Did you know that the Ndebele tribe also regarded as the amaNdebele or the Matabele are part of the larger Bantu tribe? Although the origin of the southern African Ndebele people is shrouded in mystery, they are however considered as one of the Nguni ethnic group, and to some extent, the Ndebele tribe is regarded as a branch of the Zulu’s who split from King Shaka under the leadership of Mzilikazi. However, over time and due to some serious internal conflicts, the tribe has further been divided into two groups – the northern Ndebele and the southern Ndebele and each group stays in their respective locations of north and south in Zimbabwe and South Africa.
See Also: Venda People, Culture, and Language
Moreover, the majority of the Ndebele tribe relocated to Zimbabwe while others stayed in South Africa in an area that came to be renowned as the Kwandebele. The Ndebele population in South Africa is mainly in rural areas and constitutes a very small percentage of the country’s population. Nevertheless, even after extensive transition and assimilation of the Ndebele tribe, we can still identify the Ndebele culture, tribe, and language in a distinct manner which we shall characterize and describe in this article.
Classification of Ndebele Tribe
There exists three main groups of the Ndebele tribe. This constitutes the south Transvaal Ndebele in the areas of Mpumalanga and Guateng, the North Transvaal Ndebele who are now based at Limpopo province and around Mokopane and Polokwane as well as the people of Ndebele Zimbabwe whom the British referred to as the Matabele. The southern African Ndebele tribal groups are not only separated by geographical location but also differ in their language and cultural practices. To which the Northern province Ndebele constituted mainly BagaLanga and BagaLaseka tribes, who apparently got influenced by their neighbors to adopt numerous of their cultural beliefs and languages. The southern Ndebele are Ndzundza Ndebele of Gauteng and Mpumalanga.
The isiNdebele language has lots of variations and is one of the Nguni languages groups which constitutes the language that cuts across all of the Ndebele tribes. This language is a language of tone governed by someone who dominates the sentence. A number of people in southern Africa can speak Ndebele. However, there exist the Ndebele tribes of Zimbabwe and Botswana who speak the same language with a different name. Although the Ndebele language is generally only spoken among the people of Ndebele culture, a number of the southern Ndebele speak Northern Sotho since this language is more adaptable and seems more useful than the other language group of the people of Ndebele.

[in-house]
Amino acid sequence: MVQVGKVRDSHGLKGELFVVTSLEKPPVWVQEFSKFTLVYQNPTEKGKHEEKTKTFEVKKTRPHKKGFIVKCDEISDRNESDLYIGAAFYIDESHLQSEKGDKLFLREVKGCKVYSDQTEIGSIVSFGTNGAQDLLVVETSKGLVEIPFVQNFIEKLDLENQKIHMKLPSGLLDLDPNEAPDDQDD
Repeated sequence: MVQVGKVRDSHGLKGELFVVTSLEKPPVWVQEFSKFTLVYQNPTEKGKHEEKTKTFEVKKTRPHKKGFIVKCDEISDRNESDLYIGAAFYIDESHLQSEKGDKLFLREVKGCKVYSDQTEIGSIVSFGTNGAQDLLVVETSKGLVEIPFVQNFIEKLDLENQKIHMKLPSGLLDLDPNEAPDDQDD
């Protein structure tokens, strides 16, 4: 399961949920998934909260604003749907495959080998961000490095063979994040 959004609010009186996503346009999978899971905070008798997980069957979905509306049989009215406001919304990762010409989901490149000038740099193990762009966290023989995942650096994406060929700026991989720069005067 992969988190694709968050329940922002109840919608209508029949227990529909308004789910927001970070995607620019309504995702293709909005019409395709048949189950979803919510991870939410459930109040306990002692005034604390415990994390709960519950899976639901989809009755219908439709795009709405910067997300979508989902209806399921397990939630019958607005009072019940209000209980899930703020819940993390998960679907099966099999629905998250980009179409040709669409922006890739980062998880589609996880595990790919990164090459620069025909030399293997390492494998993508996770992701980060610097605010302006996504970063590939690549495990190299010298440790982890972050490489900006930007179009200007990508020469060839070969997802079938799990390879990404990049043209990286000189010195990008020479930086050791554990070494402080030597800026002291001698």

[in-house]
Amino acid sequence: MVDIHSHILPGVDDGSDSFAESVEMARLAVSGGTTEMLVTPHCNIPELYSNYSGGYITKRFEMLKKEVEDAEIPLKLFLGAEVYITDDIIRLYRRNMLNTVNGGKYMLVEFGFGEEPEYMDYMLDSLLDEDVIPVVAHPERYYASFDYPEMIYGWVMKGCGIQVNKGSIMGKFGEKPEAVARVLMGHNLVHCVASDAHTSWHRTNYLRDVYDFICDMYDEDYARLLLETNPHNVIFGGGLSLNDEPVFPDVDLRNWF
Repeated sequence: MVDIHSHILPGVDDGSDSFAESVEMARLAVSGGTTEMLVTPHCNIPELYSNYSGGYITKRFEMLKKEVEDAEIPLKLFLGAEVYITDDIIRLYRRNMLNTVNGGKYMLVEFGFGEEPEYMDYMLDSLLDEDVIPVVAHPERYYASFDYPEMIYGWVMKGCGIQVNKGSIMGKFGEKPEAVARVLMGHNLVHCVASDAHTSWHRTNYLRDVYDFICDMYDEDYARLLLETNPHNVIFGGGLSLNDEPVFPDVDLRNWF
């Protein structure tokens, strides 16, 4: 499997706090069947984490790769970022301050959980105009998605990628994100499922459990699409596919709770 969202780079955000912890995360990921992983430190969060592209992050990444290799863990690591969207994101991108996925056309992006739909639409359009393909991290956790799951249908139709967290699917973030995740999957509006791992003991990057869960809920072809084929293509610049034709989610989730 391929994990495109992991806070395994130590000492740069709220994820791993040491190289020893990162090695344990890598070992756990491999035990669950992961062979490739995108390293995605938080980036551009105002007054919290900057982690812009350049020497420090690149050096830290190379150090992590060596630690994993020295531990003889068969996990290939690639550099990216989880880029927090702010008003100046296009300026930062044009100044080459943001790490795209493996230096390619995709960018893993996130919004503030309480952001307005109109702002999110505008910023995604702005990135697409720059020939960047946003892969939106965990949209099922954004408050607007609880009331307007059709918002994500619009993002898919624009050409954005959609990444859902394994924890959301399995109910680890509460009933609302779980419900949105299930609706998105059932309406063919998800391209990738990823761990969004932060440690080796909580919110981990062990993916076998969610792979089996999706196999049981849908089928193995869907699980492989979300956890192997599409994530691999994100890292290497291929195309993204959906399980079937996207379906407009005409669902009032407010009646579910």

The Ndebele culture has a strong patriarchal attitude as the Ndebele communities practices polygamy with women according lots of respect to their men and particularly their parents-in-law. The Ndebele communities practice the rite of passage and initiation ceremonies such as the male initiation to mark the childhood right of passage. The Ndebele also has a girl initiation procedure in which isikhethu is enunciated through decorative beads and clothing. This takes place during puberty.
During the wedding ceremony, the female participant also dresses in elaborate ceremonial clothing to grace the occasion. Actually, the Ndebele culture is exhibited from relationships to their beliefs and practices. More so, over the years the Ndebele have been known to decorate their homes with great designs and finger paintings.
Ndebele’s Traditional Attire
Beads and other ornaments are sure accessories to any Ndebele attire. When it comes to attire the women’s wears say it all. An Ndebele woman has an attire for her status in the society. For instance, when married, an Ndebele woman in the olden days would wear brass rings around her arms, legs, and neck; this showed her faithfulness to her husband.
She would also wear isigolwani – a neck hoop made of grass covered in beads for occasions.
A newly married Ndebele woman wears an ijogolo – a five-fingered apron to mark the birth of her first child. Asides from the Ijogolo, there is Nguba -a marriage blanket, which is worn throughout her lifetime. The blanket is designed with different kinds of beads to signify different events in her life including her son’s transition to adulthood, death of her child, etc.
Ndebele Arts Pattern & Houses
The most beautiful paintings and pattern can be found in Ndebele. Houses in Ndebele are designed with bright colors and beautiful patterns.
The patterns which are very unique, have gone as far as drawing the attention many tribes within and even outside Southern Africa. Today, patterns from Ndebele are replicated in African arts and design. You also find Ndebele paintings in museums. Ndebele patterns are also a form of communication as they represent feelings and emotions.
For the Ndebeles, corn is a staple food. The major Ndebele dishes are made from corn and other ingredients or condiments. Generally, they eat corn and sorghum milk as their food. Maize cereals (isitshwala) have been known to be a favorite for the people.
Ndebele which is surrounded by grasslands has a variety of proceeds stemming from its environment. Ndebeles are also good rearers of cattle which provides them with milk for various kinds of foods like isathiyane (fresh milk porridge). They also eat different kinds of wild fruits like sigangatsha, umviyo, umkhemeswana, umdlawuzo, and many others.